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ACSBI-P - Adolescent Clinical Sexual Behavior - Parent Report

The ACSBI is a screening measure designed for clinical populations to assess sex-related behaviors that might suggest a need for intervention. It assesses sexual risk taking, nonconforming sexual behaviors, sexual interest, and sexual avoidance/discomfort. The ACSBI is based on the Child Sexual Behavior Inventory, a widely used measure of child sexual behavior for children aged 2-10, which is also reviewed in this database. Although the measure is psychometrically young and in need of some revision, it is an important measure in that risky and unsafe sexual behaviors are important to assess in adolescents, especially those with histories of sexual abuse. There are two versions of the ACSBI, a parent-report version (ACSBI-P) and an adolescent self-report version (ACSBI-S). Both are reviewed in this database.




Friedrich, W.N., Ph.D.

Friedrich, W.N., Lysne, M., Sim, L., & Shamos, S. (2004). Assessing sexual behavior in high-risk adolescents with the Adolescent Clinical Sexual Behavior Inventory. Child Maltreatment, 9(3), 239-250.

Domain Assessed: 
Anxiety/Mood (Internalizing Symptoms)
Subcategories of Domains Assessed: 
Sexualized Behavior
Age Range: 
Measure Type: 
Measure Format: 


Number of Items: 
Reporter Type: 
Reports on behaviors over the past 12 months
Response Format: 

3 point scale (1=not true; 2=somewhat true; 3=very true)

Materials Needed: 
Sample Items: 
DomainScale Sample Items
Sexual knowledge/interest Flirts with other teens or adults
Divergent sexual interest Peeps into windows or tries to see others in the bathroom
Sexual risk misuse Has unprotected sex
Fear Deos not like to shower or bathe
Concerns about appearance Is concerned about looking just right
Information Provided: 
Areas of Concern/Risks
Continuous Assessment
Raw Scores

Parallel or Alternate Forms

Different Age Forms: 
Altered Version Forms: 
Alternative Forms Description: 
  • The ACSBI is based on the Child Sexual Behavior Inventory, which assesses sexual behaviors in children aged 2-10 and is also reviewed in this database.
  • The ACSBI-S is an adolescent self-report version for adolescents 12-18 (also reviewed in this database).


Notes on Psychometric Norms: 

Friedrich et al. (2004) reported on the initial reliability and validity of the measure. Some scales showed questionnable internal consistency.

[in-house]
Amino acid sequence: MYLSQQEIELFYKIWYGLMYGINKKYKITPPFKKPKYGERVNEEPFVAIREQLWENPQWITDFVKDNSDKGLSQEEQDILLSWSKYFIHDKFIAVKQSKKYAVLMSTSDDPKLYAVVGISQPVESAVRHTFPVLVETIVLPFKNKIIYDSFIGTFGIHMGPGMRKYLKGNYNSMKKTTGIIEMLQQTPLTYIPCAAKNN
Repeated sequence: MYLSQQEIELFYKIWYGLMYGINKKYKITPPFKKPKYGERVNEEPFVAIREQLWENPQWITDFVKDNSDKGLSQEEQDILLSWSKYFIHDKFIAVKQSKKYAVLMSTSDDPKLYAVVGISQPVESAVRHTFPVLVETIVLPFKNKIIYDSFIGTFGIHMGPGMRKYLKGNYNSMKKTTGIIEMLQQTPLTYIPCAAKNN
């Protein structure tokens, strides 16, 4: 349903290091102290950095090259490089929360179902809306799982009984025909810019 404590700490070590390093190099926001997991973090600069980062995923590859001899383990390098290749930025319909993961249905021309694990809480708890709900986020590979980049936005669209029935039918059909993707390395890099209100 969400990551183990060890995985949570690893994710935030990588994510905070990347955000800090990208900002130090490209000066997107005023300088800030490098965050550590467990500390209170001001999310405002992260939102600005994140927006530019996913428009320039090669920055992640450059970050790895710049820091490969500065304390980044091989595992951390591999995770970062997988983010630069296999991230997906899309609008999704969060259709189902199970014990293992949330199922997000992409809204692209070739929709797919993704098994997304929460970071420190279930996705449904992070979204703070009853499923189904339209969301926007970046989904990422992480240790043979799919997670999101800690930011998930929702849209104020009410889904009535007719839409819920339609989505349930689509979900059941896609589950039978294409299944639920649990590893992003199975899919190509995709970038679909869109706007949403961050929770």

Internal ConsistencyQuestionnablealpha0.390.810.68
Parallel/Alternate Forms
References for Reliability: 

From Friedrich et al. (2004)


Reliability varies for scales and was reported as follows:

  • Divergent Sexual Interest (alpha=.81)
  • Sexual Knowledge/Interest (alpha=.76)
  • Sexual Risk/Misuse (alpha=.79)
  • Concerns About Appearance (alpha=.65)
  • Fear/Discomfort (alpha=.39)
  • Reliability for the total scale was .84, with all items positively correlated with the total score.


Correlations between the parent and adolescent reports using the ACSBI-P and ACSBI-S showed that 28 of 41 items were correlated. Total scores were correlated (r=.50). However, the authors note that the ACSBI-P and ACSBI-S share only 25% of their variance, suggesting that they parents and adolescents have different perceptions regarding adolescent’s sexual behaviors.

References for Content Validity: 

From Friedrich et al. (2004) The ACSBI is based on the Child Sexual Behavior Inventory (CSBI), a widely used measure of child sexual behavior for children aged 2-10, which is also reviewed in this database. It is based on 2 domains of the CSBI, which are elevated for 10-12 year olds. The initial pool of 35 items assessed sexual knowledge and interest. Other items were added “to reflect salient behaviors described in the literature, for example sexual concerns, promiscuity, body image, sexual risk taking, and running away.” Items were tested with 23 inpatient adolescents. “Troublesome items were reworded, and 10 items were added.”

Construct Validity: 
Validity TypeNot knownNot foundNonclinical SamplesClinical SamplesDiverse Samples
Sensitive to Change
Intervention Effects
Longitudinal/Maturation Effects